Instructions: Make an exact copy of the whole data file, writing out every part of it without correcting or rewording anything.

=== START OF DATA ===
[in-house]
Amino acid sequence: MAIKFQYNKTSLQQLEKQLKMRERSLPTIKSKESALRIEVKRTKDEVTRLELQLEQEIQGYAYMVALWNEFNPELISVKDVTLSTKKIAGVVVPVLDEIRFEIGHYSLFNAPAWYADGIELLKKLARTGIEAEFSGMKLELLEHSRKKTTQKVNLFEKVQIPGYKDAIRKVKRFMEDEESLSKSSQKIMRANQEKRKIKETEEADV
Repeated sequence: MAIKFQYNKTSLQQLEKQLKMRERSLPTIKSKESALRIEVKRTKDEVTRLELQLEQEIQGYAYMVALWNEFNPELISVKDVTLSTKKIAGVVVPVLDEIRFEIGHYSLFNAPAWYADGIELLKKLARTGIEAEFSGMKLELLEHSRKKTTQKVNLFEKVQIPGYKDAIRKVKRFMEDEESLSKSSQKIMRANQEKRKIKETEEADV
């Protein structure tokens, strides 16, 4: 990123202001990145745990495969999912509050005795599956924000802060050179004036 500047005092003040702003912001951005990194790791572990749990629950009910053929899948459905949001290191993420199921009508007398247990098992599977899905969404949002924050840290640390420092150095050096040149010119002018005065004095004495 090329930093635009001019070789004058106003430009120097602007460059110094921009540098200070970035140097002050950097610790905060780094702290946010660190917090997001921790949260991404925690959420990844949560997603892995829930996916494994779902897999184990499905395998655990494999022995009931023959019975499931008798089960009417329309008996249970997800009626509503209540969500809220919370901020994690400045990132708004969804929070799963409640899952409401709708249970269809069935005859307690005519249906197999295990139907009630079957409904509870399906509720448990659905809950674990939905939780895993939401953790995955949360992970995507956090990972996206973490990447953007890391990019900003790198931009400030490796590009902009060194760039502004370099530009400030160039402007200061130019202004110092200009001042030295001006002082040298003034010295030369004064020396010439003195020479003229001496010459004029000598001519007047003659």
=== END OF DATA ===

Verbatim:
[in-house]
Amino acid sequence: MAIKFQYNKTSLQQLEKQLKMRERSLPTIKSKESALRIEVKRTKDEVTRLELQLEQEIQGYAYMVALWNEFNPELISVKDVTLSTKKIAGVVVPVLDEIRFEIGHYSLFNAPAWYADGIELLKKLARTGIEAEFSGMKLELLEHSRKKTTQKVNLFEKVQIPGYKDAIRKVKRFMEDEESLSKSSQKIMRANQEKRKIKETEEADV
Repeated sequence: MAIKFQYNKTSLQQLEKQLKMRERSLPTIKSKESALRIEVKRTKDEVTRLELQLEQEIQGYAYMVALWNEFNPELISVKDVTLSTKKIAGVVVPVLDEIRFEIGHYSLFNAPAWYADGIELLKKLARTGIEAEFSGMKLELLEHSRKKTTQKVNLFEKVQIPGYKDAIRKVKRFMEDEESLSKSSQKIMRANQEKRKIKETEEADV
């Protein structure tokens, strides 16, 4: 990123202001990145745990495969999912509050005795599956924000802060050179004036 500047005092003040702003912001951005990194790791572990749990629950009910053929899948459905949001290191993420199921009508007398247990098992599977899905969404949002924050840290640390420092150095050096040149010119002018005065004095004495 090329930093635009001019070789004058106003430009120097602007460059110094921009540098200070970035140097002050950097610790905060780094702290946010660190917090997001921790949260991404925690959420990844949560997603892995829930996916494994779902897999184990499905395998655990494999022995009931023959019975499931008798089960009417329309008996249970997800009626509503209540969500809220919370901020994690400045990132708004969804929070799963409640899952409401709708249970269809069935005859307690005519249906197999295990139907009630079957409904509870399906509720448990659905809950674990939905939780895993939401953790995955949360992970995507956090990972996206973490990447953007890391990019900003790198931009400030490796590009902009060194760039502004370099530009400030160039402007200061130019202004110092200009001042030295001006002082040298003034010295030369004064020396010439003195020479003229001496010459004029000598001519007047003659």